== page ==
Although LinkedIn is known for its strong emphasis on workplace professionalism, the site is not too different from other social media platforms when it comes to promoting “mass self-communication”, as well as the commodification of the online self. Users of these sites take advantage of the narrative-oriented interfaces to construct a representation of themselves, one that, in many cases, might be translated into actual income. However, if recreational platforms like Facebook prioritize personal self-expression, LinkedIn places its primary focus on professional self-promotion, with little space for personality and emotions for their possible negative impact on one’s professional self-representation (Van Dijk, 2013). Thus, for someone who hasn’t really established a professional profile in the real world, like me, LinkedIn can feel rather forced. It’s not that I haven’t had any work experience, it’s just that my profile page feels more like a database, a form of online sharing that social networking services (SNSs) nowadays no longer seem to promote.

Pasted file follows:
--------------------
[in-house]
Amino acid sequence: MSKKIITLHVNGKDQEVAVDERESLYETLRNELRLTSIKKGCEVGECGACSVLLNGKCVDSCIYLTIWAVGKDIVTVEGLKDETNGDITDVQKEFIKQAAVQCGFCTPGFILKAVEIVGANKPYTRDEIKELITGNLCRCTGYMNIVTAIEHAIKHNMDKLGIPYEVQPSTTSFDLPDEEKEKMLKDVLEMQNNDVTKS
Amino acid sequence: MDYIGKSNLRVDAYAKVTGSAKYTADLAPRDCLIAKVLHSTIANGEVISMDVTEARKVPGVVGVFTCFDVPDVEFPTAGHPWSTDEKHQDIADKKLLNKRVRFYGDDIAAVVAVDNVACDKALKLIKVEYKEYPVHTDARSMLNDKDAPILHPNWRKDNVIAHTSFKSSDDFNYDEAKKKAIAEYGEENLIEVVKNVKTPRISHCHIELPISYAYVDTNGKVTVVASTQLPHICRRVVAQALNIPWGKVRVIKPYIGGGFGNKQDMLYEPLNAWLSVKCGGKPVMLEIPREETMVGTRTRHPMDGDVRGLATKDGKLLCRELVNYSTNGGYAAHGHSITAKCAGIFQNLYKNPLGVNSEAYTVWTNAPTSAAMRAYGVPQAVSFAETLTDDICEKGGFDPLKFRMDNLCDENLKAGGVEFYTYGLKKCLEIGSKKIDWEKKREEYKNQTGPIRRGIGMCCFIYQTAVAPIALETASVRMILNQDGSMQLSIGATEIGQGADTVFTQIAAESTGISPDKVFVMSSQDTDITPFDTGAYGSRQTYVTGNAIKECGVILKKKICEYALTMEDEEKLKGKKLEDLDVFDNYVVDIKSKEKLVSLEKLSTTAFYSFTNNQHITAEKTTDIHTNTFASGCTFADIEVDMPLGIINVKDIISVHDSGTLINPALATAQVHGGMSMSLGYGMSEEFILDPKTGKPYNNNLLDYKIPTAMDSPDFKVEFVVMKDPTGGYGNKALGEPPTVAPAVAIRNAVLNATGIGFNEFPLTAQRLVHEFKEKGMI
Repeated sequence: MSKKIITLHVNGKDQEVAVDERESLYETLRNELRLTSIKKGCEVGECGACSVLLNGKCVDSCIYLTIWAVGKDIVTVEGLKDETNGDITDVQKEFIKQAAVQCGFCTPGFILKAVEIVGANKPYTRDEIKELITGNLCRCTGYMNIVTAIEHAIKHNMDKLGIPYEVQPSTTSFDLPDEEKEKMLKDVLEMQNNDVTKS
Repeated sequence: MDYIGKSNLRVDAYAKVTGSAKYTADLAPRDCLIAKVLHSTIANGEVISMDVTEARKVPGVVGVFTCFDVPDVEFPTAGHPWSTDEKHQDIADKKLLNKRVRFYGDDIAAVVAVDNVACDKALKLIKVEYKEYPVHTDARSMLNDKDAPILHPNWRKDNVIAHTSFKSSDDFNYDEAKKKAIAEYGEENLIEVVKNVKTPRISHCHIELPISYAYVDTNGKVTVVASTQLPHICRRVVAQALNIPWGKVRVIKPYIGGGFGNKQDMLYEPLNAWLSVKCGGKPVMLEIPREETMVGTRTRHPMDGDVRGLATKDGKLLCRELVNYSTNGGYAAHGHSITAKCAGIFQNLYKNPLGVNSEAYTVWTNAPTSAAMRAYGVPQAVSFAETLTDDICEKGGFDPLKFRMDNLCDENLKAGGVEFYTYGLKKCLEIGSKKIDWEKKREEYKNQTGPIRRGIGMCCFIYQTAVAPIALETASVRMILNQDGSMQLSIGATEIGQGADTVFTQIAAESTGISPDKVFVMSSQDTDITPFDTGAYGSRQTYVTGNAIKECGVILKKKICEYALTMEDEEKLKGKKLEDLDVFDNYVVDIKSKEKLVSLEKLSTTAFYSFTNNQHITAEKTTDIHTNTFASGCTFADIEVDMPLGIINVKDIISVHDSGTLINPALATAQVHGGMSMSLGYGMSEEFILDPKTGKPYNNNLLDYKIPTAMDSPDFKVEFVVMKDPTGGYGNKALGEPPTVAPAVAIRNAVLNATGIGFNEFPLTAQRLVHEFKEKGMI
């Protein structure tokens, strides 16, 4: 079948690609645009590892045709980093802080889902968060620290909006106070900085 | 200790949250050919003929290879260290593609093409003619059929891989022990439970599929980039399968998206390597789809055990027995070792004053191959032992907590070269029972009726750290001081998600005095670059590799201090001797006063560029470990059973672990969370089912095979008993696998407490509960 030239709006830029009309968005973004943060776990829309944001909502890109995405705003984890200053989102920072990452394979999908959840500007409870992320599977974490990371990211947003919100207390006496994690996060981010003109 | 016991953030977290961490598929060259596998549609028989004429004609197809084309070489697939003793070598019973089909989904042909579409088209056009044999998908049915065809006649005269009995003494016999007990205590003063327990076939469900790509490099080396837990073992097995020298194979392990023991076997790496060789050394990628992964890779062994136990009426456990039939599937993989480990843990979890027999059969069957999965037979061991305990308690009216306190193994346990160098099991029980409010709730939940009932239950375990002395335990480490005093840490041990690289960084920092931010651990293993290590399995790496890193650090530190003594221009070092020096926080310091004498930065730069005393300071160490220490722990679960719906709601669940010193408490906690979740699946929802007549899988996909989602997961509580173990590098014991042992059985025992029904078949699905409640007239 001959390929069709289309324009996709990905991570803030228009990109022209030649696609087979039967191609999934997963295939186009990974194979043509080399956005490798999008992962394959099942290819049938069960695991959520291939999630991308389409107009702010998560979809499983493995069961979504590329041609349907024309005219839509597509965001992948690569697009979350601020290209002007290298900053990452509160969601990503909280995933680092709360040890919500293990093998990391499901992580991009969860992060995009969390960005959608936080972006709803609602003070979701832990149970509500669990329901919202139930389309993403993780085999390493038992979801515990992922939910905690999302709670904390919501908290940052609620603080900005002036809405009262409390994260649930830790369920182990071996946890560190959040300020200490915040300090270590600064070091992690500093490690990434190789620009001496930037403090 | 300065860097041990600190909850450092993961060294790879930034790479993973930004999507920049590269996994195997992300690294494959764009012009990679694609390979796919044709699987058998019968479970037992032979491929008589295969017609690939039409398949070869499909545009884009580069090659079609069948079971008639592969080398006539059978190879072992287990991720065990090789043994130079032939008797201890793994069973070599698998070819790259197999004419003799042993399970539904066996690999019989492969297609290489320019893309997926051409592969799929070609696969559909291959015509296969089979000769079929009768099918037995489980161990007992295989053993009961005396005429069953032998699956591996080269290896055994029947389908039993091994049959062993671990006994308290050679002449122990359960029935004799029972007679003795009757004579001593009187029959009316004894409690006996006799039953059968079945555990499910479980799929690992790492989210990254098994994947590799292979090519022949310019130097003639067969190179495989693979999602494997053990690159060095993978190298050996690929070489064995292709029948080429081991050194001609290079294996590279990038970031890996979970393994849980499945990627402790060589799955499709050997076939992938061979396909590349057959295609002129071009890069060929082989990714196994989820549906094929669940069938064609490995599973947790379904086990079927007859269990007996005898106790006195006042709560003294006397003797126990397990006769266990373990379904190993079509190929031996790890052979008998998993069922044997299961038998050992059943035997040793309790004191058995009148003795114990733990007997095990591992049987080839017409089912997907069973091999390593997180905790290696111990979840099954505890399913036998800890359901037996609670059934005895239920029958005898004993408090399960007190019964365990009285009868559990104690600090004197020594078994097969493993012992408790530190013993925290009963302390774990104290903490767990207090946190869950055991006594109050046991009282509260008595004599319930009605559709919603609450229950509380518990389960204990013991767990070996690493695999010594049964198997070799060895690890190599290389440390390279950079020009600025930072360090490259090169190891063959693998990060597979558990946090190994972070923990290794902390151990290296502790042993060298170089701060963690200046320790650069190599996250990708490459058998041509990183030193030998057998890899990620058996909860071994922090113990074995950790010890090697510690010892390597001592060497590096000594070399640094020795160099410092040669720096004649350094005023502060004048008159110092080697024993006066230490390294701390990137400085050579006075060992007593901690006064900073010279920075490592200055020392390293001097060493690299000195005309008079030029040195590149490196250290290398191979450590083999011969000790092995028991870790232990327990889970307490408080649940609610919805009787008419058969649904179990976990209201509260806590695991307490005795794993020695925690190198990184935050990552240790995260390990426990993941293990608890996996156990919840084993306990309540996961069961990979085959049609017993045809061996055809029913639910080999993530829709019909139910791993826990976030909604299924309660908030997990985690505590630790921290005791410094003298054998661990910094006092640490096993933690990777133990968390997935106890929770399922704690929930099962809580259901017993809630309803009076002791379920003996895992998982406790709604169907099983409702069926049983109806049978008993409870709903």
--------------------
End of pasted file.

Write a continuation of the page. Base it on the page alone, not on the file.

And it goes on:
According to Van Dijk (2013), the creators of SNSs are into the concept of their users assuming one identity for the sake of standardizing the gathering of behavioral data, thus leading to increases in the transparency of data, as well as overall productivity. Facebook founder Mark Zuckerberg even went as far as to say: “Having two identities for yourself is an example of a lack of integrity”, quoted in “The Facebook Effect” by David Kirkpatrick (2010). His introduction of the Timeline feature on Facebook was to foster a uniform way for users to express themselves through the story of their lives, told in chronological order. As for LinkedIn, the site uses a typical CV structure to format its profile pages, emphasizing its emphasis on professional identities. In other words, users are encouraged to present themselves as professionals only. Yet, even within this professional promotion of the self, there seems to be a subtle need for consistency still. For example, if you are a data analyst, present yourself as a data analyst. So as someone who hasn’t really specialized in anything yet, my profile page is severely lacking in a coherent structure and a narrative, with a little bit of a few things here and there and a bio describing myself as a “highly motivated individual who is eager to learn”. Even from an organizational perspective, this generality of skills wouldn’t be considered valuable compared to being good at a specific subject since specialization is an important characteristic of today’s neoliberal capitalist economy. In short, the lack of a well-established professional identity does cause me some difficulties in constructing a profile that is truly effective to even start with.  While all of this does make me feel kind of bad about my presence on the site, the real problem has to be why it made me feel so in the first place.